(The Tunnel) has transformed with displacement…from a passage to a settlement.

Al-Thawra Newspaper – Fouad Masada:


The humanitarian and social implications of the crisis in Syria have been the backbone of a documentary called (The Tunnel), which shed light on one of that crisis’s repercussions.


Which is the subject of refugees and internal displacement, of which the inhabitants of many areas now suffer…the film is 25 minutes long, made and filmed by Simon Sameer Safieh. Montage and graphics are made by (Icon Art)-Ibrahim Hisham Melhem and Ayham Saleh. The picture is produced by (Poor Film) in cooperation with the Tartouss Cinema Club and the website Tarouss Now. It was filmed with a (Canon 600d) camera without any light or microphones, and it will be shown in the cultural center in Tartouss, at 6 pm next Thursday, which happens to be the 32th anniversary of the Tartouss Cinema Club foundation. Surrounding the uniqueness of the film, its purpose and the main axioms it discusses, its maker, Simon Safieh, spoke saying:

“The film captures the lives of Syrian refugees inside Syria. This is all I can do under the shadow of what is happening in Syria today. From my point of view as a filmmaker who searches for cinematic material, I have walked around in many refugee harboring centers in Syria, to look into their circumstances and record the moments and details of their lives inside their country, but away from their homes. So, in Tartouss, I found real material, which is perfect to make a documentary, and this was it, where twenty families live in a tunnel under ground on the marine coast in Tartouss. The film does not capture all the sides of the expatriates’ lives (as it was decided they should be called), but it might have captured the cruelest experience in all the places I have been to. I can say that in all those places, I did not see one family residing inside a tent”.    


 Who are the true heroes of your film?

There is a myriad of them, for there is no one hero or even a story to be recorded. Whereas there is multiple stories being told through characters, whose lives before current events we show, with the effect these events have had on them, and their transitions until they arrived to Tartouss, specifically to this tunnel. We capture their interaction with the new environment and their way to adapt with the different circumstances of life. They came from many governorates and are of different age groups. There are faces that show themselves in front of the camera, and faces that do not, in fear of retaliation!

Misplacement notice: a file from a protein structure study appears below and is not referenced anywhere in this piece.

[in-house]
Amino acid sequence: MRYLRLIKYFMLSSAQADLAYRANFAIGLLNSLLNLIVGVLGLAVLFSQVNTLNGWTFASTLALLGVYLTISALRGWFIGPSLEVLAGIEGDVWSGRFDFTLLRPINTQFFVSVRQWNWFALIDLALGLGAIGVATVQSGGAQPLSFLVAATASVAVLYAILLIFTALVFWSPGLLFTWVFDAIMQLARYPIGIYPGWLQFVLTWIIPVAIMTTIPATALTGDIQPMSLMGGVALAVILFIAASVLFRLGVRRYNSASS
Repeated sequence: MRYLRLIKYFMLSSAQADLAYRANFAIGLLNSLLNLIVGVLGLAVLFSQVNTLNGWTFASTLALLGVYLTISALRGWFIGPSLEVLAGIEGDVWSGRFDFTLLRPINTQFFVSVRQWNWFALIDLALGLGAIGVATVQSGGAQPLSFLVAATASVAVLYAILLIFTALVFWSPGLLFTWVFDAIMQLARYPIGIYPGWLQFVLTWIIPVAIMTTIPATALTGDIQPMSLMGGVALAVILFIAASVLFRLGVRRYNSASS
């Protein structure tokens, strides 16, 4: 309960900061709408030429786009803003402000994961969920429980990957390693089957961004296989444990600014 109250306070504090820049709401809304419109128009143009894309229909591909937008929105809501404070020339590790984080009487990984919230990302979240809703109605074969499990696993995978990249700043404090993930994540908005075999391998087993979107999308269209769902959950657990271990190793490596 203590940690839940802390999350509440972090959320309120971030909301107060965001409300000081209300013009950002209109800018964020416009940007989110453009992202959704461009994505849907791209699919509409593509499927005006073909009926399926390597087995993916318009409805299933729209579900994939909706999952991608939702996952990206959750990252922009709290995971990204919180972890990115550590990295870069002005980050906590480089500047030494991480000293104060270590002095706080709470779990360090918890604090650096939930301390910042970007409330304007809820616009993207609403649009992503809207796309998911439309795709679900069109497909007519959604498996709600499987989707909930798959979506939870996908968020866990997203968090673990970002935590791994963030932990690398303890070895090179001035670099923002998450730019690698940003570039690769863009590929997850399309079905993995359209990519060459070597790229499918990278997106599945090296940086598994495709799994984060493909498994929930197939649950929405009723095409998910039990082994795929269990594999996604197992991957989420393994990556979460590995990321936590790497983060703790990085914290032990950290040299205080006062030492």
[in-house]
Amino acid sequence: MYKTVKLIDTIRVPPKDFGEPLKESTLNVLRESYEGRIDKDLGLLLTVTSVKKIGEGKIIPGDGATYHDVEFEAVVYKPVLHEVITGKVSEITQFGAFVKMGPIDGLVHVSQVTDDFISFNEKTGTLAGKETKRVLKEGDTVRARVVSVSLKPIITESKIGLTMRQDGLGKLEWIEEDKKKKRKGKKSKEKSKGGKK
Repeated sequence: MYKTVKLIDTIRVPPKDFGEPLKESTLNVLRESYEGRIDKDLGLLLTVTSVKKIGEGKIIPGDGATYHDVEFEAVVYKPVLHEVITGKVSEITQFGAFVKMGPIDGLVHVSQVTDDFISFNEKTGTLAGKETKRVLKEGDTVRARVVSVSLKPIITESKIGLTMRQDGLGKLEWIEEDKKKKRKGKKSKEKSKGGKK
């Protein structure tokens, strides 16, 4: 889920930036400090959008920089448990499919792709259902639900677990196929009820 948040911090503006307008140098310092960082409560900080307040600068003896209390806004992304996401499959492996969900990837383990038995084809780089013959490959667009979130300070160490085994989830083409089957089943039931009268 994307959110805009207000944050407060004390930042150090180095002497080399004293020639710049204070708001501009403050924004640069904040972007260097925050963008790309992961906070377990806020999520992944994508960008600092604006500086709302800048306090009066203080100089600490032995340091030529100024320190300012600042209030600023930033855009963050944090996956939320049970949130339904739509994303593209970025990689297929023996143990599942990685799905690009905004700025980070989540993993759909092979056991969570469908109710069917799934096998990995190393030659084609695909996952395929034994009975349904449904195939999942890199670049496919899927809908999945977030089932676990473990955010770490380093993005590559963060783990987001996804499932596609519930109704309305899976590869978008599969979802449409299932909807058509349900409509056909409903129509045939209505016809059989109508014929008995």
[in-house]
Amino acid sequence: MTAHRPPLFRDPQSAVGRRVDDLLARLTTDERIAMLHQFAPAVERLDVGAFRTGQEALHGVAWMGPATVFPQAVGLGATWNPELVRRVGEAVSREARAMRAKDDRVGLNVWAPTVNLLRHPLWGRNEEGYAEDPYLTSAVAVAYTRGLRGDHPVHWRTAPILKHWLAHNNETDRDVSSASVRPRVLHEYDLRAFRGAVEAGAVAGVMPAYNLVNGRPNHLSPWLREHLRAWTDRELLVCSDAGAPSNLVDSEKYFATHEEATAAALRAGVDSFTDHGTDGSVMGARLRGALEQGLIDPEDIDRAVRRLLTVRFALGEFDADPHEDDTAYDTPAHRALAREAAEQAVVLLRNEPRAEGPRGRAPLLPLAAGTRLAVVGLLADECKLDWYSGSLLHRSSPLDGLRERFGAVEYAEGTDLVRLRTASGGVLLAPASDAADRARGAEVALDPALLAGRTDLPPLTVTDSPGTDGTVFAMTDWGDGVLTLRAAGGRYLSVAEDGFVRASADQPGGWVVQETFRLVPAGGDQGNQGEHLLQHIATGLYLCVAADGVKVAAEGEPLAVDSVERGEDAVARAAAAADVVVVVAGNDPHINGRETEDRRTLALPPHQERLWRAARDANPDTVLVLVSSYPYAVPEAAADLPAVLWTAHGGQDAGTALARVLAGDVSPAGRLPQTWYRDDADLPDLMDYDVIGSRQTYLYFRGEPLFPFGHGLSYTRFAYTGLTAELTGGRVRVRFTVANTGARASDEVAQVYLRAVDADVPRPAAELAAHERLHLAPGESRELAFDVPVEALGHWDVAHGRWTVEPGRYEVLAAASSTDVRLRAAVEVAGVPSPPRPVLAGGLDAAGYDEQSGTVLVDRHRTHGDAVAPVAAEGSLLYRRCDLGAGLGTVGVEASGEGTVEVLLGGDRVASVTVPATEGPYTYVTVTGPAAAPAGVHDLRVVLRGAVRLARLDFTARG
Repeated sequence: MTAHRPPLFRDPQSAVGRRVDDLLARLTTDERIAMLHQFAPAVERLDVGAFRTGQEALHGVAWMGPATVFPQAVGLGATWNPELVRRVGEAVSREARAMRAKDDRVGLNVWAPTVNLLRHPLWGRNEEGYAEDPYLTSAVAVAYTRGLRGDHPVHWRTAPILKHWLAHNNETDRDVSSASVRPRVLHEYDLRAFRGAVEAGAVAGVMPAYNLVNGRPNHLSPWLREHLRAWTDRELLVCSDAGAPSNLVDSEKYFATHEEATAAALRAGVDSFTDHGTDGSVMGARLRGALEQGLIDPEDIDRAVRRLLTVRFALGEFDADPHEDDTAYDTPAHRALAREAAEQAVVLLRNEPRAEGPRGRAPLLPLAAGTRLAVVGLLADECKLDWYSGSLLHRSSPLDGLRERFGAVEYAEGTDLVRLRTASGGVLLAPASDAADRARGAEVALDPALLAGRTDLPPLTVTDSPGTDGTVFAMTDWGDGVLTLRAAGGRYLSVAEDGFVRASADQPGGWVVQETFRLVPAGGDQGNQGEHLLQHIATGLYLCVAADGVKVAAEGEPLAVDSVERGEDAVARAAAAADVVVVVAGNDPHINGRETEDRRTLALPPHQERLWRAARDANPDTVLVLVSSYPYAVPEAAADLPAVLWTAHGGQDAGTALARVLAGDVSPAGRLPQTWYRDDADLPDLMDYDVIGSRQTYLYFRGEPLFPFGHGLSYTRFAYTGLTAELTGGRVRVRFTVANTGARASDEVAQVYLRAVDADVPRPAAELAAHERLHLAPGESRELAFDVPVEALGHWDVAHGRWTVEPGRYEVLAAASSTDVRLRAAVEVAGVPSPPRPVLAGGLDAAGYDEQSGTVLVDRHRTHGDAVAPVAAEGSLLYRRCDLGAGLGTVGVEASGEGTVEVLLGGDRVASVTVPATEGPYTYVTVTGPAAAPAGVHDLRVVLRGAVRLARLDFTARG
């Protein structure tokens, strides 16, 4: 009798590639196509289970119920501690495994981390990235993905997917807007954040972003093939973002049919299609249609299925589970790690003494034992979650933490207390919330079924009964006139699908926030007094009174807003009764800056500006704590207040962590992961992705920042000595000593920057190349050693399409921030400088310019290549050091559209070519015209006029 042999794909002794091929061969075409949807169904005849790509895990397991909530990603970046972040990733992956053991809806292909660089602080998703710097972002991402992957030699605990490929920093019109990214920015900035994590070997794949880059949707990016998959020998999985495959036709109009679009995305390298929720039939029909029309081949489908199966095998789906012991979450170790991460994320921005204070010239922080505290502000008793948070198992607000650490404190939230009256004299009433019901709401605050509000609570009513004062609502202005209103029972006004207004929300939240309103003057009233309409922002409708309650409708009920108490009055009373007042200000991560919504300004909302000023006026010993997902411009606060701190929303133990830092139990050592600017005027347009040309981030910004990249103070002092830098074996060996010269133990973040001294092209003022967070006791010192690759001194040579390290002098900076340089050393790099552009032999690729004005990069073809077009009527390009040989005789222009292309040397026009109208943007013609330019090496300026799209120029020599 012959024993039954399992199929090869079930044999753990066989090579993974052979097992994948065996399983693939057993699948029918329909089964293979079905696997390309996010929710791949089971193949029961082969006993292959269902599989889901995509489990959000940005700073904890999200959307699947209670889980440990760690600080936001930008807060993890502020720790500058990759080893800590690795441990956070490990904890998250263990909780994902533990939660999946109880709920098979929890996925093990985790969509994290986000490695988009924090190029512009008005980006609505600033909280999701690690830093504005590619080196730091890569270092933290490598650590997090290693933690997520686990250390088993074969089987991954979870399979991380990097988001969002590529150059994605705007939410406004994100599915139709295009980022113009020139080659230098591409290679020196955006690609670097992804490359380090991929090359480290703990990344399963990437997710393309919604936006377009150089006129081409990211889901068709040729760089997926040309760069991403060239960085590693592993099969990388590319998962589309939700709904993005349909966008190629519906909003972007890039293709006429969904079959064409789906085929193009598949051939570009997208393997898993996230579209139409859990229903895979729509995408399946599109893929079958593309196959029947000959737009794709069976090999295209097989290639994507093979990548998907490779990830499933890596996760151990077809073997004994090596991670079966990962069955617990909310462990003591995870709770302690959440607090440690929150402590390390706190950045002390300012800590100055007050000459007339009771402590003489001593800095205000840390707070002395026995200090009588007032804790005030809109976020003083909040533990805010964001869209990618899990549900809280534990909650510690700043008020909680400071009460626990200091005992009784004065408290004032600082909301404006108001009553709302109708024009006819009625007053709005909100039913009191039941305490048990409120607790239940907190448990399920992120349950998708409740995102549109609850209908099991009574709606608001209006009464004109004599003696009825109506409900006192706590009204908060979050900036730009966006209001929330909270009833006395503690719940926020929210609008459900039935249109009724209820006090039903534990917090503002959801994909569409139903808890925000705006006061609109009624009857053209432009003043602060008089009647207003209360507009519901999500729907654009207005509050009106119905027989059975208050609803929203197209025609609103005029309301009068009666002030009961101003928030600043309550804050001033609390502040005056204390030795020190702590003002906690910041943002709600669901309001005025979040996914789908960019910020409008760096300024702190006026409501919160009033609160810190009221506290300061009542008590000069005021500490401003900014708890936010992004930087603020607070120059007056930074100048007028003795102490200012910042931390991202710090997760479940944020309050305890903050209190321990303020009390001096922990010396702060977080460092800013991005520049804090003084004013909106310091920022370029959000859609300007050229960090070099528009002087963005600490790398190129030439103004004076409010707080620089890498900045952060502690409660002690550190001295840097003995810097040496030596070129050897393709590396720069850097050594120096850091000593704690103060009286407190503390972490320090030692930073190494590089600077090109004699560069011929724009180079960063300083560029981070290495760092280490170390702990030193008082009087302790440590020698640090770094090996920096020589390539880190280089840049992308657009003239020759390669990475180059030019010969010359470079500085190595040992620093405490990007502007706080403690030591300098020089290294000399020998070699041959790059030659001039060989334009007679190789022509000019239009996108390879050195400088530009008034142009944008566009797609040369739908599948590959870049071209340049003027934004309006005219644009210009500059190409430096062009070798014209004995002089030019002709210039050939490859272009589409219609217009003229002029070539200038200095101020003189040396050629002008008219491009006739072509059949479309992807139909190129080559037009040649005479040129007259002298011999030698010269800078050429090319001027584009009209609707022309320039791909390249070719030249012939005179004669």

The true hero of the film is the place (the tunnel) regardless of the number of its inhabitants. This place has turned from a passage into a settlement! We capture its changes, evolution and each individual’s interaction with it separately. I relied on a certain philosophy of setting aside personification of the film, even with pictures, I was neutral as much as I could be, and I tried to transmit the image as it is, away from sensory exaggeration, which serves to propitiate viewers. The film has more  smiles than tears, despite the bitterness of reality, but the fact is that we laugh in spite of sorrow and sing over the wounds so they would heal. 

 Why concentrate on children?

There is somewhat of a focus on children, because they are the coming hope of this country. The child that laughs and plays in spite of everything she or he has seen or heard, even in spite of her or him losing the right to be settled down.

Was the humanitarian side of the crisis predominant in the film?

The film is humanitarian by default. I did not send any political messages through it. I merely present a human reality as it was, with real persons, whom I accompanied for months, until the camera became a part of their lives. with which they deal without affectation..

The tunnel is a true epitome of what is happening in Syria, for it is also going through a tunnel, but eventually, it will end, and we will get out of it. 

What difficulties were the film’s filming and production met with?

There are several difficulties, which stand in the way of making an independent film. Especially that there is no institutions in Syria that care to supports projects like this one. For that reason, I followed a certain method with this film, through cooperating with many fronts like the Tartouss Cinema Club and the site Tartouss Now, to help get filming permits from the authorities. I also filmed with my camera and simple equipment, and was spending a lot of time filming, just to go back home to showcase what I captured, archive it, build a scenario and make a plan the next day. While in the next stage, I received back up from the company (Icon Art), with which I edited the film, and here I give thanks to Idrahim Melhem and Ayham Saleh, for what they have given in pursuit of getting this work to succeed, and also for the filmmaker Aws Al-Muhammad for his most-appreciated support.

What is the goal of creating your company (Poor Film)?

After making this film, I felt the importance of the existence of independent cinema in Syria, which is why I decided, with the help of Icon Art, to create a new project, and its goal is to make independent Syrian films, and prepare a group of youths who are able to make films with their personal efforts, after being trained by a group of specialists. Now, a foundational plan for the project is being drawn, also for the launch of a website dedicated to it. (The Tunnel) is considered to be the first production of this project, which clears the way for other experiences that aim to make independent films, which contribute to the development of Syrian society.